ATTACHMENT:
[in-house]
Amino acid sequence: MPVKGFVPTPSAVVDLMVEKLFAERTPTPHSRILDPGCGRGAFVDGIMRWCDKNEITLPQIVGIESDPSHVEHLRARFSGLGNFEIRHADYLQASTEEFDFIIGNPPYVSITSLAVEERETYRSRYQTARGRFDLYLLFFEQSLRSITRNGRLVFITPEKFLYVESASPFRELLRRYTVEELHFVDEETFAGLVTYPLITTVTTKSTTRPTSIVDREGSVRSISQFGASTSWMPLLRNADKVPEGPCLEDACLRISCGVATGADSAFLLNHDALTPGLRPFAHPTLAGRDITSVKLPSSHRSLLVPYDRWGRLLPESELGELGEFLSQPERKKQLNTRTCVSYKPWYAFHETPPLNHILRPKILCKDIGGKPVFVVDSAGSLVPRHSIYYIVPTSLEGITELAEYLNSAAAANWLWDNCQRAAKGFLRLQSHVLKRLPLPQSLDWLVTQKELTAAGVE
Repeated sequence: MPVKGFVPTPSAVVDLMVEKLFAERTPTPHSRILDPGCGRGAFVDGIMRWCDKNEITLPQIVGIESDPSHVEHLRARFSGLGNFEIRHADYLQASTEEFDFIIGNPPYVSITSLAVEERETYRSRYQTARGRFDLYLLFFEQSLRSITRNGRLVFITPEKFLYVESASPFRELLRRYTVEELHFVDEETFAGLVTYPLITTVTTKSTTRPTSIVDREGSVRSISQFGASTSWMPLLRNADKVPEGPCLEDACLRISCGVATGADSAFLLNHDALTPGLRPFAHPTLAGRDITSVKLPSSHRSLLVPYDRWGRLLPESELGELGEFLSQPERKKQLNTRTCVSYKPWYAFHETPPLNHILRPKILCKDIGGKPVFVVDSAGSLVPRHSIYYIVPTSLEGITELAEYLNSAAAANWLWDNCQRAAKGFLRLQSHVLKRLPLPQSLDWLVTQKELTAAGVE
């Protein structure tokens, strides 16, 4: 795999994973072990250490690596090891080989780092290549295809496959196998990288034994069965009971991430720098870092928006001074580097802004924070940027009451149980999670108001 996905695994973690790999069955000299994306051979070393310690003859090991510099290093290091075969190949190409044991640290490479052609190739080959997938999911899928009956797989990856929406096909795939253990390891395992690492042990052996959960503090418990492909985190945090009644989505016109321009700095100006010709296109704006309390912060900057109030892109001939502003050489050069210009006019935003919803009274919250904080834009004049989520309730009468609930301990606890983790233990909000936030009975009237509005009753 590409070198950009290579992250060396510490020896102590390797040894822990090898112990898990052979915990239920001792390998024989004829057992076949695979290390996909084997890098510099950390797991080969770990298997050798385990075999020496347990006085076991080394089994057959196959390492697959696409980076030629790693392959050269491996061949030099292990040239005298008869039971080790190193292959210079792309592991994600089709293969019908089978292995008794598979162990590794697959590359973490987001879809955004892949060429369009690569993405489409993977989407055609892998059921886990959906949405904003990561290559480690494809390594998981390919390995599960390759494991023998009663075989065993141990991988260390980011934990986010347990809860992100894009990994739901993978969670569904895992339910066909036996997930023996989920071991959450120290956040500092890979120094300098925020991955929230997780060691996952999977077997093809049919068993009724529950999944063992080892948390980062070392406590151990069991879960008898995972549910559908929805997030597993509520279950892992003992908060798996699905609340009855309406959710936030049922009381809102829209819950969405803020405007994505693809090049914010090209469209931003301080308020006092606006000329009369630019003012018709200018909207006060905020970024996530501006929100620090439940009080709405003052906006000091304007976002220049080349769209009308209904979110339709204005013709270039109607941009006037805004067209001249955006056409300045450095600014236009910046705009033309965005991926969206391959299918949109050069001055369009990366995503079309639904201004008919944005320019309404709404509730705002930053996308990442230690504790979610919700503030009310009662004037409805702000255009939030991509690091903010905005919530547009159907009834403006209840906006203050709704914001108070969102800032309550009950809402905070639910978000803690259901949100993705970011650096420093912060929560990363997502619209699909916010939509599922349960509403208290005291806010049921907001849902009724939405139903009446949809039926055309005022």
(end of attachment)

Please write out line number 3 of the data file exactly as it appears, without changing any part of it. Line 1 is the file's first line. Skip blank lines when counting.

Repeated sequence: MPVKGFVPTPSAVVDLMVEKLFAERTPTPHSRILDPGCGRGAFVDGIMRWCDKNEITLPQIVGIESDPSHVEHLRARFSGLGNFEIRHADYLQASTEEFDFIIGNPPYVSITSLAVEERETYRSRYQTARGRFDLYLLFFEQSLRSITRNGRLVFITPEKFLYVESASPFRELLRRYTVEELHFVDEETFAGLVTYPLITTVTTKSTTRPTSIVDREGSVRSISQFGASTSWMPLLRNADKVPEGPCLEDACLRISCGVATGADSAFLLNHDALTPGLRPFAHPTLAGRDITSVKLPSSHRSLLVPYDRWGRLLPESELGELGEFLSQPERKKQLNTRTCVSYKPWYAFHETPPLNHILRPKILCKDIGGKPVFVVDSAGSLVPRHSIYYIVPTSLEGITELAEYLNSAAAANWLWDNCQRAAKGFLRLQSHVLKRLPLPQSLDWLVTQKELTAAGVE